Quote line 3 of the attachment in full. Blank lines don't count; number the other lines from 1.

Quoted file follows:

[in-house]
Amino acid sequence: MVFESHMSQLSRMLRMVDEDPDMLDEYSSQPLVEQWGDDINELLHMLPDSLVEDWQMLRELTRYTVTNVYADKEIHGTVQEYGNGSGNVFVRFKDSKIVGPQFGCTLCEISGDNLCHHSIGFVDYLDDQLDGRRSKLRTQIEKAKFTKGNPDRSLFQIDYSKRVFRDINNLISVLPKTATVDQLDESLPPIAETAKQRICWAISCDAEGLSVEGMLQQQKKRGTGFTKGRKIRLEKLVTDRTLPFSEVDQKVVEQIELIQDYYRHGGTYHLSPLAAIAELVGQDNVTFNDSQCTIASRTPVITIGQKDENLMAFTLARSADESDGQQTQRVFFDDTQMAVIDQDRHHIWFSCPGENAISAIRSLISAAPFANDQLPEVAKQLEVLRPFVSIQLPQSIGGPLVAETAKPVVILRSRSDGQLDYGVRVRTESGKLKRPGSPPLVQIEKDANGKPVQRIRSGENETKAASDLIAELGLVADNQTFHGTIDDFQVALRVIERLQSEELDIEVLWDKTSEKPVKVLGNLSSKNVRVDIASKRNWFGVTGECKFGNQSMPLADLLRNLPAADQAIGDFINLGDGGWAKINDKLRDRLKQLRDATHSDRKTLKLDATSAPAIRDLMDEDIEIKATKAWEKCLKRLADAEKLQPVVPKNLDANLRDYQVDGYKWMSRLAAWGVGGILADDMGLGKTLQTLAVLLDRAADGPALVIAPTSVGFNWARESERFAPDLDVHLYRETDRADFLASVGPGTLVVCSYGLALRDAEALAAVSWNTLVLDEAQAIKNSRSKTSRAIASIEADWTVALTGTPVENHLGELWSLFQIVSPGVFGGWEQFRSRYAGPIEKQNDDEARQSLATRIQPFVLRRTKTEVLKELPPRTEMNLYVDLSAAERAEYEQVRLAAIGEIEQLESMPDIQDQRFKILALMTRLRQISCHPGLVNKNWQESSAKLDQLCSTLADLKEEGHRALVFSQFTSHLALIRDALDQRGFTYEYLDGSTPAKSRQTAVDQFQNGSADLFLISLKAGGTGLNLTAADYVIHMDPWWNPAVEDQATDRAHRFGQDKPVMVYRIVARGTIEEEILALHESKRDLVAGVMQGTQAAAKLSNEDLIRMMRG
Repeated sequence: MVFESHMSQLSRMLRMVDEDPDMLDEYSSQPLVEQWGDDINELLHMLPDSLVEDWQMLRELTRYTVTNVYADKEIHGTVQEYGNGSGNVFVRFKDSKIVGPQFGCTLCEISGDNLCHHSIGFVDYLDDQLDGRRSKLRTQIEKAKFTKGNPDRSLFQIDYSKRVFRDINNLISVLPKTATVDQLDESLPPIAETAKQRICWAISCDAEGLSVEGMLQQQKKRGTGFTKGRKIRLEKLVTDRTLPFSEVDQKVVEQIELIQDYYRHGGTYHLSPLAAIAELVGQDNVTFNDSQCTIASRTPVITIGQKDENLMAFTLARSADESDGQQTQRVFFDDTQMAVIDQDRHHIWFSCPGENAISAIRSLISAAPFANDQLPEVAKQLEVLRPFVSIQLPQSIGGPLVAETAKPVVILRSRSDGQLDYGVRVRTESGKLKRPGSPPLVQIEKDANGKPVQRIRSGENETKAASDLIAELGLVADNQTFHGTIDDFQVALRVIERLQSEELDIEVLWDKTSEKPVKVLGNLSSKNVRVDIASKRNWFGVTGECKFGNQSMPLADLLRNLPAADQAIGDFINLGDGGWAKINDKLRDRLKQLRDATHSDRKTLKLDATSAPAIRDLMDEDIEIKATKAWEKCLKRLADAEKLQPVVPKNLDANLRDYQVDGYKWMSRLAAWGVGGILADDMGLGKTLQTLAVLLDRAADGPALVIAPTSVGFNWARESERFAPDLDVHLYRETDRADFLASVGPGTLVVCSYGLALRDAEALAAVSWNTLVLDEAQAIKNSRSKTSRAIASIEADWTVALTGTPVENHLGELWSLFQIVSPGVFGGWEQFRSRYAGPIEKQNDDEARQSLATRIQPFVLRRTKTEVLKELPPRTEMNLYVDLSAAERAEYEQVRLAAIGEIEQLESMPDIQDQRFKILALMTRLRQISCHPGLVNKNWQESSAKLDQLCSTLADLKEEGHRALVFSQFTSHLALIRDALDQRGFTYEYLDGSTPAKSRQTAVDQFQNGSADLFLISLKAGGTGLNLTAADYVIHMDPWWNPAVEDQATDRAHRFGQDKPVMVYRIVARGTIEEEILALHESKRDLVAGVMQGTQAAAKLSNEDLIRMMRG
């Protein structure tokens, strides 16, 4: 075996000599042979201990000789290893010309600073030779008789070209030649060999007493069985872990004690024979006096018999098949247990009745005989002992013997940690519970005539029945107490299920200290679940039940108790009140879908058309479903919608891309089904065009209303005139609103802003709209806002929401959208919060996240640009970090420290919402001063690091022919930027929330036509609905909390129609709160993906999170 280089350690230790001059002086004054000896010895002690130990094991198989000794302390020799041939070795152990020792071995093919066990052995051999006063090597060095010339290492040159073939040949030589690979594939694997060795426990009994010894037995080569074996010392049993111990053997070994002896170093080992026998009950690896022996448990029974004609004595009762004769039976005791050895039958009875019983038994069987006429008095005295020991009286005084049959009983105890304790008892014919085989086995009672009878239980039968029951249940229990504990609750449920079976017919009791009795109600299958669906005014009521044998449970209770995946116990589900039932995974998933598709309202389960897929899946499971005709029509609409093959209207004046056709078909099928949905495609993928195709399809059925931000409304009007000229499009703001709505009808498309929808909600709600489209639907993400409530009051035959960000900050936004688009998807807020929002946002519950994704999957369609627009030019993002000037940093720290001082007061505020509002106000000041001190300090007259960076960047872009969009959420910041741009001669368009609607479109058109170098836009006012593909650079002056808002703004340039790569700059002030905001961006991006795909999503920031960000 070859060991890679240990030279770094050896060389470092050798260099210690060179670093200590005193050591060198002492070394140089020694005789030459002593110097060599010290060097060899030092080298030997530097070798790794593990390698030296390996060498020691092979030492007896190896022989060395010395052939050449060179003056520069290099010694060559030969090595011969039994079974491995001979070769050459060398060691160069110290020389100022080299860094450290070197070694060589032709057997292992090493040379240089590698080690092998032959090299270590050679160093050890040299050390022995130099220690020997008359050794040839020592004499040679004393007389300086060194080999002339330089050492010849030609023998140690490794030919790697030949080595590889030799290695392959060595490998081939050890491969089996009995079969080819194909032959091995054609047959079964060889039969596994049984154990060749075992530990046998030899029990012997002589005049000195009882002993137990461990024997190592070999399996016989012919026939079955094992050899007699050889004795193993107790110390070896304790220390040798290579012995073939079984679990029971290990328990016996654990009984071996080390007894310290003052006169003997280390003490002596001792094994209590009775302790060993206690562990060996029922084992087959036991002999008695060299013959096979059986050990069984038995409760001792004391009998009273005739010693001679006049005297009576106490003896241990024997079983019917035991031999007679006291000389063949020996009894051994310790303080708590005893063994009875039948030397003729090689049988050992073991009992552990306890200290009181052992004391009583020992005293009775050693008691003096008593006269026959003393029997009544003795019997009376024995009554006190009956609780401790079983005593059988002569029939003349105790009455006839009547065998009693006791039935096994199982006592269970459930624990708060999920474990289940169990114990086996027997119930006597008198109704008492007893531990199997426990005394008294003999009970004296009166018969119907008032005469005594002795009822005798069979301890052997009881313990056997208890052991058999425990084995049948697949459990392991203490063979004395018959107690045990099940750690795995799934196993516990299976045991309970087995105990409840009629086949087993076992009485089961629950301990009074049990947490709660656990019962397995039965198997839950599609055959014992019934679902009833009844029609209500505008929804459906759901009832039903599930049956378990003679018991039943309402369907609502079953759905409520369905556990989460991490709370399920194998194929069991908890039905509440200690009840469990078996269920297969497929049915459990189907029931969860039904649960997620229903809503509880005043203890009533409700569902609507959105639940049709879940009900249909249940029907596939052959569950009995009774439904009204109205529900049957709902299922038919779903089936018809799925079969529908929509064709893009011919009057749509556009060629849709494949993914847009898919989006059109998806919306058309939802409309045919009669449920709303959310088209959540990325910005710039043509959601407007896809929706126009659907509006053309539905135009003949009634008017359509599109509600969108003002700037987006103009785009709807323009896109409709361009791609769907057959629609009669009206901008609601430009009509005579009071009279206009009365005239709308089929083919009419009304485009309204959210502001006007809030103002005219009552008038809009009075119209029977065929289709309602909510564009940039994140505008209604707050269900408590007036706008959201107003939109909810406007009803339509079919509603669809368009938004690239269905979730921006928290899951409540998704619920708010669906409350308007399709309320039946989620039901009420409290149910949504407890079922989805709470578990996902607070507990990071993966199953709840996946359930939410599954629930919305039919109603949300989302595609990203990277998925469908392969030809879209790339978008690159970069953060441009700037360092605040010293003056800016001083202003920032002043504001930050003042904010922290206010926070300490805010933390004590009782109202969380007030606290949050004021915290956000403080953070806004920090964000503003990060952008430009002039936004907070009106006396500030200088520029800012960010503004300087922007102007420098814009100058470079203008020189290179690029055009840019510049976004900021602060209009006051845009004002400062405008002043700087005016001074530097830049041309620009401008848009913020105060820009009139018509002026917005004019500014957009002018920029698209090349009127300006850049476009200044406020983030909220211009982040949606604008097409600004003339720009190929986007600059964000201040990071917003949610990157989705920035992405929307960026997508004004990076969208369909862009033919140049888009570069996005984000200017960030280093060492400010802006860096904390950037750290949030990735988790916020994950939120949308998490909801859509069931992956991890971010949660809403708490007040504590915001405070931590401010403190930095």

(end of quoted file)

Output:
Repeated sequence: MVFESHMSQLSRMLRMVDEDPDMLDEYSSQPLVEQWGDDINELLHMLPDSLVEDWQMLRELTRYTVTNVYADKEIHGTVQEYGNGSGNVFVRFKDSKIVGPQFGCTLCEISGDNLCHHSIGFVDYLDDQLDGRRSKLRTQIEKAKFTKGNPDRSLFQIDYSKRVFRDINNLISVLPKTATVDQLDESLPPIAETAKQRICWAISCDAEGLSVEGMLQQQKKRGTGFTKGRKIRLEKLVTDRTLPFSEVDQKVVEQIELIQDYYRHGGTYHLSPLAAIAELVGQDNVTFNDSQCTIASRTPVITIGQKDENLMAFTLARSADESDGQQTQRVFFDDTQMAVIDQDRHHIWFSCPGENAISAIRSLISAAPFANDQLPEVAKQLEVLRPFVSIQLPQSIGGPLVAETAKPVVILRSRSDGQLDYGVRVRTESGKLKRPGSPPLVQIEKDANGKPVQRIRSGENETKAASDLIAELGLVADNQTFHGTIDDFQVALRVIERLQSEELDIEVLWDKTSEKPVKVLGNLSSKNVRVDIASKRNWFGVTGECKFGNQSMPLADLLRNLPAADQAIGDFINLGDGGWAKINDKLRDRLKQLRDATHSDRKTLKLDATSAPAIRDLMDEDIEIKATKAWEKCLKRLADAEKLQPVVPKNLDANLRDYQVDGYKWMSRLAAWGVGGILADDMGLGKTLQTLAVLLDRAADGPALVIAPTSVGFNWARESERFAPDLDVHLYRETDRADFLASVGPGTLVVCSYGLALRDAEALAAVSWNTLVLDEAQAIKNSRSKTSRAIASIEADWTVALTGTPVENHLGELWSLFQIVSPGVFGGWEQFRSRYAGPIEKQNDDEARQSLATRIQPFVLRRTKTEVLKELPPRTEMNLYVDLSAAERAEYEQVRLAAIGEIEQLESMPDIQDQRFKILALMTRLRQISCHPGLVNKNWQESSAKLDQLCSTLADLKEEGHRALVFSQFTSHLALIRDALDQRGFTYEYLDGSTPAKSRQTAVDQFQNGSADLFLISLKAGGTGLNLTAADYVIHMDPWWNPAVEDQATDRAHRFGQDKPVMVYRIVARGTIEEEILALHESKRDLVAGVMQGTQAAAKLSNEDLIRMMRG